Since the Best of CES award in the cell phones and smartphones category, it's appopriate to give you an idea of how the phone feels beyond just a list of specs. At 4.52 inches by 2.09 inches by 0.42 inch, it has an average size for a cell phone, and it's actually a bit heavier than I expected at 3.5 ounces. I didn't mind the weight, however, as it gave the E8 a solid and sturdy feel in the hand.nabbed CNET's
The Rokr's showpiece is, of course, its new keypad. I admit I didn't know quite what to expect, as new cell phone interfaces can be hard to do right. But it was quite easy to use from what I could tell. The vibrating keypad was nifty, and the numeric keys also have tiny bumps to help you find your way. The scrolling toggle doesn't go in a full circle (perhaps Apple has patent on that) so you could move your finger in a full loop. If you tried to trace your digit on the missing portion of the circle at the toggle's bottom, the cursor on the screen would stop and then resume again when you got to the other side. The keypad morphing also worked well. When I pressed the dedicated music button, the backlighting illuminated only the music buttons, just as the E8 is supposed to do. Same goes for the camera; once we selected that feature, only the camera buttons were backlit. Though the transition between the individual functions took a few seconds but that wasn't an issue for me. The new menu interface was simple and attractive, and I liked the position of the 3.5mm headset jack on the top of the phone.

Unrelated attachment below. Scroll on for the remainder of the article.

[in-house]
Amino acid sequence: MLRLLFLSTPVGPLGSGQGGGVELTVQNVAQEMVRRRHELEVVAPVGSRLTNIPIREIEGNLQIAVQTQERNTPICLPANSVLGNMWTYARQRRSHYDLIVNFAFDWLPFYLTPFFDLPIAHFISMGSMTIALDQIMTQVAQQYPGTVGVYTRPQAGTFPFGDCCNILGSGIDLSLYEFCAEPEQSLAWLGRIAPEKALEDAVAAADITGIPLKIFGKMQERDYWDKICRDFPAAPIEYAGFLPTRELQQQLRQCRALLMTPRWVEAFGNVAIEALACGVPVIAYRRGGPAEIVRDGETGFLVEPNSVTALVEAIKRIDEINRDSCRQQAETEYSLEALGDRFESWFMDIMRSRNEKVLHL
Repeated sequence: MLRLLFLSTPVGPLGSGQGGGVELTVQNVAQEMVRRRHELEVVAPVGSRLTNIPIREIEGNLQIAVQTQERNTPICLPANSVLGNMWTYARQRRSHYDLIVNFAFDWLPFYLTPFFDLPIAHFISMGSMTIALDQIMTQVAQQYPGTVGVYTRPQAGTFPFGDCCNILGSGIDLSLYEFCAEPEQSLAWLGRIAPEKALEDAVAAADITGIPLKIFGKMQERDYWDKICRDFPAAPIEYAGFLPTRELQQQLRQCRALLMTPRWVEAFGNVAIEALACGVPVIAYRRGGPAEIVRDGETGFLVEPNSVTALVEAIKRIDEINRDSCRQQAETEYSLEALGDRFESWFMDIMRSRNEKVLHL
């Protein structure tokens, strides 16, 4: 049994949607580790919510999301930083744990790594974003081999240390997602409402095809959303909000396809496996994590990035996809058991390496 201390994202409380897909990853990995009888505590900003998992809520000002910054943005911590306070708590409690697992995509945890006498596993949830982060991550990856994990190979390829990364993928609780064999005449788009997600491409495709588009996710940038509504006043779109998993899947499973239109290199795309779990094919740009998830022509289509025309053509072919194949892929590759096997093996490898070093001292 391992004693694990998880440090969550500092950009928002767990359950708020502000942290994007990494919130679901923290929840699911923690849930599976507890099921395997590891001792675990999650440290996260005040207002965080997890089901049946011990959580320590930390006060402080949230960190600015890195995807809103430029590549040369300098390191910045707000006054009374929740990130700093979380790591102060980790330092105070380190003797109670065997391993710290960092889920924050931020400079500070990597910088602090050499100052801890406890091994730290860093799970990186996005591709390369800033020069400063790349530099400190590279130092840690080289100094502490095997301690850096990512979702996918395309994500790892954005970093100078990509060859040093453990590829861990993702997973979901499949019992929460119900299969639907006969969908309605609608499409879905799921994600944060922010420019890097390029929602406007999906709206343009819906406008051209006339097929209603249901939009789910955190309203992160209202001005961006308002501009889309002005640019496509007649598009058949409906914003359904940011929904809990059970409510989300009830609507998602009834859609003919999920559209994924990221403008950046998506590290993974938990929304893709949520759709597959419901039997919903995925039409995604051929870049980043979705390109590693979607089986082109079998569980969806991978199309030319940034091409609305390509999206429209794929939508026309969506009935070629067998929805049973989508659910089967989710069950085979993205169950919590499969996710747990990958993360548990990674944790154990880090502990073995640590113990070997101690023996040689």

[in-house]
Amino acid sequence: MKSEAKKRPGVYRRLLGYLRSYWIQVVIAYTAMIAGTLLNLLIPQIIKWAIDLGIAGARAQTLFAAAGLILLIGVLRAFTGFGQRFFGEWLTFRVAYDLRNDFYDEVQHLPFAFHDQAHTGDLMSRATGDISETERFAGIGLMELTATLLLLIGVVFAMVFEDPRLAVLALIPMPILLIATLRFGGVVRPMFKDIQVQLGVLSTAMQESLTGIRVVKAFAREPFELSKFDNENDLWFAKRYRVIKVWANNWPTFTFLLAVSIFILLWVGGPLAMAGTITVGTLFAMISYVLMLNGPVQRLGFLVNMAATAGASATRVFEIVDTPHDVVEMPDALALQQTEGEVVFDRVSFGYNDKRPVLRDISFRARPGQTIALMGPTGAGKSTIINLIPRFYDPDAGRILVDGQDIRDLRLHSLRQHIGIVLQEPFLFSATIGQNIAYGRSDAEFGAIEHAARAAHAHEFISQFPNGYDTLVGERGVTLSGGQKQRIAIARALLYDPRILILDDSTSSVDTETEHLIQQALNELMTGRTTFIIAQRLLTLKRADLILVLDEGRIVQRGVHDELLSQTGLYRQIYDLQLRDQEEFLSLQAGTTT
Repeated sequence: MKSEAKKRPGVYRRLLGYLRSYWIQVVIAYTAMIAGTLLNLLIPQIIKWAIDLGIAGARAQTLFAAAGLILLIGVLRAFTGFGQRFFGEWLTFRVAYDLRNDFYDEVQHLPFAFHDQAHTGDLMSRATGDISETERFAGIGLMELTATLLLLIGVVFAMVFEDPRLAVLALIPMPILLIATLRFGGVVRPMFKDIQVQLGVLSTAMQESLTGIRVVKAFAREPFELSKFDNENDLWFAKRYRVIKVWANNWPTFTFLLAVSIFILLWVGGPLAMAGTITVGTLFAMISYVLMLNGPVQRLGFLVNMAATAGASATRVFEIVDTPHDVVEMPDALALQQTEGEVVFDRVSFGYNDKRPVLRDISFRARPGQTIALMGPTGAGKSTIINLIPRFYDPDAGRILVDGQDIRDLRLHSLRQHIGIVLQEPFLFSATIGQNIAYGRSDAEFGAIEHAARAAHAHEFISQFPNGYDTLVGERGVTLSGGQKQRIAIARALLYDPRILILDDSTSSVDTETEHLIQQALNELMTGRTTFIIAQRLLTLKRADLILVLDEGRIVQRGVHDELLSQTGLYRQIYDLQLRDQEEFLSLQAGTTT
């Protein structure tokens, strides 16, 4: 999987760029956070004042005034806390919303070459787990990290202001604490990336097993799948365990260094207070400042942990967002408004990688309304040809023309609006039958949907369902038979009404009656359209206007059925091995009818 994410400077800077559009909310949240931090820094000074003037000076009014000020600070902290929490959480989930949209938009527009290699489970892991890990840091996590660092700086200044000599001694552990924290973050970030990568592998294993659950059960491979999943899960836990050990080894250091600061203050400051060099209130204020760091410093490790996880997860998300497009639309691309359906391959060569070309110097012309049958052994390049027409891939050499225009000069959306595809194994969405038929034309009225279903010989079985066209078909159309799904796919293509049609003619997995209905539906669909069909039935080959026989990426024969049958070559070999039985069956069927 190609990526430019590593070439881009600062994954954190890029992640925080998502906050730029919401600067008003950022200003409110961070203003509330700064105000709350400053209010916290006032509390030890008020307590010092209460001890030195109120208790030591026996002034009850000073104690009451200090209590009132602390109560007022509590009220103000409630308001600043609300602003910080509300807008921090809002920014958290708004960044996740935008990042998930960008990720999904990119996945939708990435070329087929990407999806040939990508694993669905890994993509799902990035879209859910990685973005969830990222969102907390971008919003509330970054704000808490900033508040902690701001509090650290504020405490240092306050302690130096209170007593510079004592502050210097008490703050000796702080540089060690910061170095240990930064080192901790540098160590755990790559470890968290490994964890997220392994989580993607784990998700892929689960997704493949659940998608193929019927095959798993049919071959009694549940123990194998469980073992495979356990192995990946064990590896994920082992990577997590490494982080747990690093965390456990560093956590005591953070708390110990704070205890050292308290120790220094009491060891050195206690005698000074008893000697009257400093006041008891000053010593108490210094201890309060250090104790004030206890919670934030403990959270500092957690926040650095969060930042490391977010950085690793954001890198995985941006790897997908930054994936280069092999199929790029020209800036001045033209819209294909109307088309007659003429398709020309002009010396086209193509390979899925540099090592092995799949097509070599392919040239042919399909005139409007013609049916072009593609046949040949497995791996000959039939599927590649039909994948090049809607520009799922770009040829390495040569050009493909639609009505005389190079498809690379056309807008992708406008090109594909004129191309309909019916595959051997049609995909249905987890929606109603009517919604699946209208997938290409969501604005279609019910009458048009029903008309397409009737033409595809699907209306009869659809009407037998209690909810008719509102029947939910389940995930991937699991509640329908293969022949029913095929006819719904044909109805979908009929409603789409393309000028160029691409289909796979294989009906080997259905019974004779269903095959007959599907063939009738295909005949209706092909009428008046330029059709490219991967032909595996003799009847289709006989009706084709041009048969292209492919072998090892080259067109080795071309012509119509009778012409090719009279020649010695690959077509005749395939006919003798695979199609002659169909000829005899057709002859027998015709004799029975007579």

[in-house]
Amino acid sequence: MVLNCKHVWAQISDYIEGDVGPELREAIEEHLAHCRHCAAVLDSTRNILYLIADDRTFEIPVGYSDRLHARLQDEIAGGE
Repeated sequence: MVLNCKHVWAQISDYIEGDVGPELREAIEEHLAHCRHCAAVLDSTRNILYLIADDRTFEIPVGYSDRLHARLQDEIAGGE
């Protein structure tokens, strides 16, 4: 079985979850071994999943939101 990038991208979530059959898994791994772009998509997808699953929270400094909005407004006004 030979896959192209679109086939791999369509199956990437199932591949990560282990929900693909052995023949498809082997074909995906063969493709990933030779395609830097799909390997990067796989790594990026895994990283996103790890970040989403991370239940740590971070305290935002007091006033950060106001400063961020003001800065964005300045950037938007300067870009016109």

I was able to test the music quality and liked what I heard. It's still too early to tell, however, whether the Rokr E8 will surpass standalone MP3 players as Moto has promised. I didn't get the chance to test the photo or call quality, but I suspect the E8 could just have a bright future ahead of it. The lack of 3G bothers me, but otherwise it deserves its Best of CES award.